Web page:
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Mental Health of Parents as Caregivers of Children with Disabilities: Based on Japanese Nationwide Survey

  • Yui Yamaoka,

    Affiliations Department of Health Service Research, Faculty of Medicine, University of Tsukuba, Tsukuba-shi, Ibaraki, Japan, Department of pediatrics, Faculty of Medicine, University of Tsukuba, Tsukuba-shi, Ibaraki, Japan

  • Nanako Tamiya ,

    Affiliation Department of Health Service Research, Faculty of Medicine, University of Tsukuba, Tsukuba-shi, Ibaraki, Japan

  • Yoko Moriyama,

    Affiliations Department of Health Service Research, Faculty of Medicine, University of Tsukuba, Tsukuba-shi, Ibaraki, Japan, Department of Health and Welfare Service, National Institute of Public Health, Wakou-shi, Saitama, Japan

  • Felipe Alfonso Sandoval Garrido,

    Affiliations Department of Health Service Research, Faculty of Medicine, University of Tsukuba, Tsukuba-shi, Ibaraki, Japan, Faculty of Political Science and Economics, Waseda University, Shinjuku-ku, Tokyo, Japan

  • Ryo Sumazaki,

    Affiliation Department of pediatrics, Faculty of Medicine, University of Tsukuba, Tsukuba-shi, Ibaraki, Japan

  • Haruko Noguchi

    Affiliation Faculty of Political Science and Economics, Waseda University, Shinjuku-ku, Tokyo, Japan


The number of children with disability is increasing gradually in Japan. Previous researches in other countries have reported that parents as caregivers (CGs) of children with disability have mental health problems, but the actual situation has not been examined nationwide in Japan so far. The aim of this study was to evaluate the association between mental health of CGs who had children with disability and characteristics of children, CGs, and household based on the nation-wide survey. This study utilized data from 2010 Comprehensive Survey of the Living Conditions, and defined children with disability aged 6 to 17. Individual data of children and CGs were linked, and 549 pairs of them were extracted. The Japanese version of Kessler 6 (K6) was used to assess mental health status of caregiver, scored 5 and over represented to general psychological distress. Logistic regression was used to evaluate the associations of interest. The almost half (44.4%) of CGs had psychological distress (k6 score; 5 +) in nationwide, and 8.9% of CGs might have serious mental illness (K6 score; 13+). After adjusting covariates of child, CG, and household factors, CG having a current symptom (OR, 95% CI: 3.26, 1.97–5.39), CG's activity restriction (OR, 95% CI: 2.95, 1.38–6.32), low social support (OR, 95%CI: 9.31, 1.85–46.8), three generation family (OR, 95% CI: 0.49, 0.26–0.92), and lower 25% tile group of monthly household expenditure (OR, 95% CI:1.92, 1.05–3.54), were significantly associated with psychological distress of CGs. This study encourages health care providers to pay more attentions toward parent's mental health, especially for in case of having low social support, and lower income family. Further research should examine the detailed information of child's disease and disability, medical service use, and quality and quantity of social support in nationwide to straighten the system for supporting services of both children with disabilities and their CGs.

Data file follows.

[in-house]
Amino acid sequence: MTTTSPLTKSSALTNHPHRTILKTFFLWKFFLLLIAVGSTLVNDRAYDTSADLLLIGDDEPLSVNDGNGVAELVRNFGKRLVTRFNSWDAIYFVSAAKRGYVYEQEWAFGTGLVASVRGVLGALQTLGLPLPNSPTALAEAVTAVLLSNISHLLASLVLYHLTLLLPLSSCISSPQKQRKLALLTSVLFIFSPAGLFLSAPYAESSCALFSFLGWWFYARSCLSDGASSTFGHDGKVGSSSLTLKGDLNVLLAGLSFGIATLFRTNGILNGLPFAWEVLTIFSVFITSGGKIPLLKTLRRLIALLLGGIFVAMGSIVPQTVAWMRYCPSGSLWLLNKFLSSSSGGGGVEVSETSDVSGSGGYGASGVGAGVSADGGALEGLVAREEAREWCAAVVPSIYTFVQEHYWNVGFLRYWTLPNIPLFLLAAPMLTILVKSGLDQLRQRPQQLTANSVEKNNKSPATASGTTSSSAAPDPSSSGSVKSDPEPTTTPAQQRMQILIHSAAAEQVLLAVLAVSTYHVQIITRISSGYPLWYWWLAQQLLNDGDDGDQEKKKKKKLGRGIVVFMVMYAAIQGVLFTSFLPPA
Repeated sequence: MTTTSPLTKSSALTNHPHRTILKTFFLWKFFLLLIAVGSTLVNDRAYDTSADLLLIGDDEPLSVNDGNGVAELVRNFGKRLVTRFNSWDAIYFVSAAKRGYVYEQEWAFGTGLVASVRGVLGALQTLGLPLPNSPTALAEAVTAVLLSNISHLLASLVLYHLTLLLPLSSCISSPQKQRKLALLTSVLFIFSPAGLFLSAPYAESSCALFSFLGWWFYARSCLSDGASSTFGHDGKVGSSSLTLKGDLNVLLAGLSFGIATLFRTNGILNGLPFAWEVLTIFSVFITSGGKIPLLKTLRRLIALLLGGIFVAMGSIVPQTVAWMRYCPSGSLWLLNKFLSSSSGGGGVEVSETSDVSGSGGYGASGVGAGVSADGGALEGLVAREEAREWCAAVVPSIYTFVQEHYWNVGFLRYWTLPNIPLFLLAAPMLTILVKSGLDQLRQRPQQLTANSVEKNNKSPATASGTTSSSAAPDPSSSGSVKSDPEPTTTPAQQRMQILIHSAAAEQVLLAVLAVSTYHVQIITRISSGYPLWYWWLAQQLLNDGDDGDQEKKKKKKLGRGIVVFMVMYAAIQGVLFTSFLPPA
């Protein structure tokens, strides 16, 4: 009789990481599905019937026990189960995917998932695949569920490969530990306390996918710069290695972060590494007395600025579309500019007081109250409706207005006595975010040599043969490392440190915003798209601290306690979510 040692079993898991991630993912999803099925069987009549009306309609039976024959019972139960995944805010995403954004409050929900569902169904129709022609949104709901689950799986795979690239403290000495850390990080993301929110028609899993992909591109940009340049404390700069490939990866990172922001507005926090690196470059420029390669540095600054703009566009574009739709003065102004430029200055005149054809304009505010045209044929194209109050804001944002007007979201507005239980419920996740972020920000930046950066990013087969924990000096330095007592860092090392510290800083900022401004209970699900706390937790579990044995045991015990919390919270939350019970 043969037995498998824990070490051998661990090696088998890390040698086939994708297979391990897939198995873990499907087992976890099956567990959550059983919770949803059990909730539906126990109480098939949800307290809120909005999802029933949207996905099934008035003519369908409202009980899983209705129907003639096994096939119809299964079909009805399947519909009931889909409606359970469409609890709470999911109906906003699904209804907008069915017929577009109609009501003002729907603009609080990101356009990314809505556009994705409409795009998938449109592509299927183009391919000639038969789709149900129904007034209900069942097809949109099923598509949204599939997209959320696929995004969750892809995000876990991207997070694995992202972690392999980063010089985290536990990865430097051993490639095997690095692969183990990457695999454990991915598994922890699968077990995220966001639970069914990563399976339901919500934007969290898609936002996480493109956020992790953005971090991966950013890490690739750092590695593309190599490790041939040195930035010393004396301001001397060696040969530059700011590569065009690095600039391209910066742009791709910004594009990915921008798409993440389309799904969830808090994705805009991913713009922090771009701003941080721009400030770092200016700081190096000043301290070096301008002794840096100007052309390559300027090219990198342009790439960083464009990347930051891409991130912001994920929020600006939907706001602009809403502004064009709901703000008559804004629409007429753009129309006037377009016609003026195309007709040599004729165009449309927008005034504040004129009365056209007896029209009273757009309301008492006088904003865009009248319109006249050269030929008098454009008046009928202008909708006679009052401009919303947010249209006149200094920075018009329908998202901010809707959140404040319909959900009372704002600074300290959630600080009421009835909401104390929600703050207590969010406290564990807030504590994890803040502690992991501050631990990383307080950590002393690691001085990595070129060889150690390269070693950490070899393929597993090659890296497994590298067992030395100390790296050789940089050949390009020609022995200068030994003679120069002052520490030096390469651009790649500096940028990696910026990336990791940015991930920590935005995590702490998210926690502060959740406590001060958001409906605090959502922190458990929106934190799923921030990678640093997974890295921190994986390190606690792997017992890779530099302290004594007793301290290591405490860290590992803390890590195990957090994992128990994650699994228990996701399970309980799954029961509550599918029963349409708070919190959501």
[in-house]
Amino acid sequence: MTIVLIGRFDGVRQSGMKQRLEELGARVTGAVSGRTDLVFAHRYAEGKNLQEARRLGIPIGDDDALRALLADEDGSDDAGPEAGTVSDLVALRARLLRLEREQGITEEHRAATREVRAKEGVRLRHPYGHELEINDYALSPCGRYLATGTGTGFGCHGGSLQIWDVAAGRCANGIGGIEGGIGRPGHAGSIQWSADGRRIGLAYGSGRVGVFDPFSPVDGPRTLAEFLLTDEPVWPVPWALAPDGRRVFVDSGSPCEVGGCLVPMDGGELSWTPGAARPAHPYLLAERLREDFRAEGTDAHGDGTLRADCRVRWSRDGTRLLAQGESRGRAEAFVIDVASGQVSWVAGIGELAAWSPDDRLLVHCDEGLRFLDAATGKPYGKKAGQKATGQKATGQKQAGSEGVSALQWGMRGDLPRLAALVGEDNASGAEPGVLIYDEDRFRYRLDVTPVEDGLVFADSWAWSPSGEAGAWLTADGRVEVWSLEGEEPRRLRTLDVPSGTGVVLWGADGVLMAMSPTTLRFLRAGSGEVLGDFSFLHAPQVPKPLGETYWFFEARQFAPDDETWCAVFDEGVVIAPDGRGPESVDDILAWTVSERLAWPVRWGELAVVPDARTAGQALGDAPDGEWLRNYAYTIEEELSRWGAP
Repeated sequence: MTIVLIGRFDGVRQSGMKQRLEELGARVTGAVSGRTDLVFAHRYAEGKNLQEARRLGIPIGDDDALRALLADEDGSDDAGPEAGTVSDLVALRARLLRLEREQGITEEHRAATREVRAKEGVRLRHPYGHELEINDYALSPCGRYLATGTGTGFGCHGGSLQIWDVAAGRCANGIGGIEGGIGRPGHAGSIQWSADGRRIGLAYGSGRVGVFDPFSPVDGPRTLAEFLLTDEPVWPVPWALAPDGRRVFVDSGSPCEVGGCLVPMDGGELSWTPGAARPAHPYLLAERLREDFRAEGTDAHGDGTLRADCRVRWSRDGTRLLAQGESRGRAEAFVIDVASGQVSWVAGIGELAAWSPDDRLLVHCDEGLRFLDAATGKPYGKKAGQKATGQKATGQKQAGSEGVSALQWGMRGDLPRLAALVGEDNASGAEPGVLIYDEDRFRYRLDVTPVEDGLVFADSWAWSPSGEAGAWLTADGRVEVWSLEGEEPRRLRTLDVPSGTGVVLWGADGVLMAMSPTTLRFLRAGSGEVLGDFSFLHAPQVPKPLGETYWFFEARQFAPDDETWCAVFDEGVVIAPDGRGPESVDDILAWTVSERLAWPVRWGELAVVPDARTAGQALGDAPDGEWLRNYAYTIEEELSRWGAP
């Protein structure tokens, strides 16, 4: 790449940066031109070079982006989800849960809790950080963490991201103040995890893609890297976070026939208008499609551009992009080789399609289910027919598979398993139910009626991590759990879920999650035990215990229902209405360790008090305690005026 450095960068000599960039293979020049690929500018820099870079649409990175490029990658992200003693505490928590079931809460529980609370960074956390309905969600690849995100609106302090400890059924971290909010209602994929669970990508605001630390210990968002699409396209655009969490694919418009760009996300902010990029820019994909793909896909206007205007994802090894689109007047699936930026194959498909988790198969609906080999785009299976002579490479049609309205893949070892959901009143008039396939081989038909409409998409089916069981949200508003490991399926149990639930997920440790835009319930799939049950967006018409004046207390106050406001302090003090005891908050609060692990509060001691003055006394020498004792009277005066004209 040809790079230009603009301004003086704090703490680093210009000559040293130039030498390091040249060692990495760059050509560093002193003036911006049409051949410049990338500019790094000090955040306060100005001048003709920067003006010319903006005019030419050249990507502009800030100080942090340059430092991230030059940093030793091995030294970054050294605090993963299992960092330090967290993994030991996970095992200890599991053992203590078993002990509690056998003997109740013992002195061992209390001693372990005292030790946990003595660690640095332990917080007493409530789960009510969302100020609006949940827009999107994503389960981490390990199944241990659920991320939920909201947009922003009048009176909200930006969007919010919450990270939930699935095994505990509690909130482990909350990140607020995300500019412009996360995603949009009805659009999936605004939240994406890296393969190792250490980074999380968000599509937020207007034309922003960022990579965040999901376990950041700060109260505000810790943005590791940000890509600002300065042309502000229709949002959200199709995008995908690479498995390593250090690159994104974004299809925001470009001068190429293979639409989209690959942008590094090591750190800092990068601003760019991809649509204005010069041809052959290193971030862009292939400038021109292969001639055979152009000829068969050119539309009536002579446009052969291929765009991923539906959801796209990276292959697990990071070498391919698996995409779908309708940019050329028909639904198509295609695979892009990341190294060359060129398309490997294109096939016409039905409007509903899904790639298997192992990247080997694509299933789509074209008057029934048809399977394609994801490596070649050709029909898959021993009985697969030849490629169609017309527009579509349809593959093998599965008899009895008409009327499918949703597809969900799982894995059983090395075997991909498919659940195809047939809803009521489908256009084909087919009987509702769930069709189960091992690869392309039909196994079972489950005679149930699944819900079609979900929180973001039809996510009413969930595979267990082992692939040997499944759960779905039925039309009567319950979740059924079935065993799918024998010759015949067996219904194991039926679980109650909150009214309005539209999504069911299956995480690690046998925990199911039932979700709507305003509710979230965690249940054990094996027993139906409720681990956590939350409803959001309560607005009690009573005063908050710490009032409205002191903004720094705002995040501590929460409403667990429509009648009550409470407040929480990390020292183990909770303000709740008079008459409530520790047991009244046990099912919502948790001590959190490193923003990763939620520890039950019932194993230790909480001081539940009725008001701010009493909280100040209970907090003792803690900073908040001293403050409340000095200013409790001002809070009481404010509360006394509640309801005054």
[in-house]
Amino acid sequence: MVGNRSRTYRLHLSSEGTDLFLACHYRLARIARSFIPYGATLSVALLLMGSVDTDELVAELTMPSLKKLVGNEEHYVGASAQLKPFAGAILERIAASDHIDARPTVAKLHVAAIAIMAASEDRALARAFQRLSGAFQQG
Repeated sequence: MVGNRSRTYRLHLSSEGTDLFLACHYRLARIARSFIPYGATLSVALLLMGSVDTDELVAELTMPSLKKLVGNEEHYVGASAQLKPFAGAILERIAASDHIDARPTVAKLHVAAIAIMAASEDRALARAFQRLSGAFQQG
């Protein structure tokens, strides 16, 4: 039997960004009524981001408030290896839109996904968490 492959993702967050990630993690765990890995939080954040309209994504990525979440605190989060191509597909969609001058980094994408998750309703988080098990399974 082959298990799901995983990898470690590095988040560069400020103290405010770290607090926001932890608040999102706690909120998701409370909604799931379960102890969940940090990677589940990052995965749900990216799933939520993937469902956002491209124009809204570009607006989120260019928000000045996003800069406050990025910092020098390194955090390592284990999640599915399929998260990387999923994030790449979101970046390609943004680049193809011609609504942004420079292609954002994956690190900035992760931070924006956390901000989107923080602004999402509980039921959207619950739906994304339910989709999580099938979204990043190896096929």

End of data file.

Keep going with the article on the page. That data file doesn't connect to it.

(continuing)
The number of children with disabilities is gradually increasing in Japan. In 2011, there were 225,000 children with physical disability who received “Physical Disability Certificate (Shintai Syougaisya Tecyou)” or intellectual disabilities who received “Mental Disability Certificate (Ryouiku Tecyou)” living at home in Japan, accounting for 1.1% of the total population of persons under 18 years of age [1, 2]. Physical Disability Certificate includes person with visual impairment, hearing impairment, speech difficulty, physically disabled, internal organ disorders including respiratory disorder, cardiac problems, and so on. Mental Disability Certificate targets person with intellectual disorder that found less than 18 years old.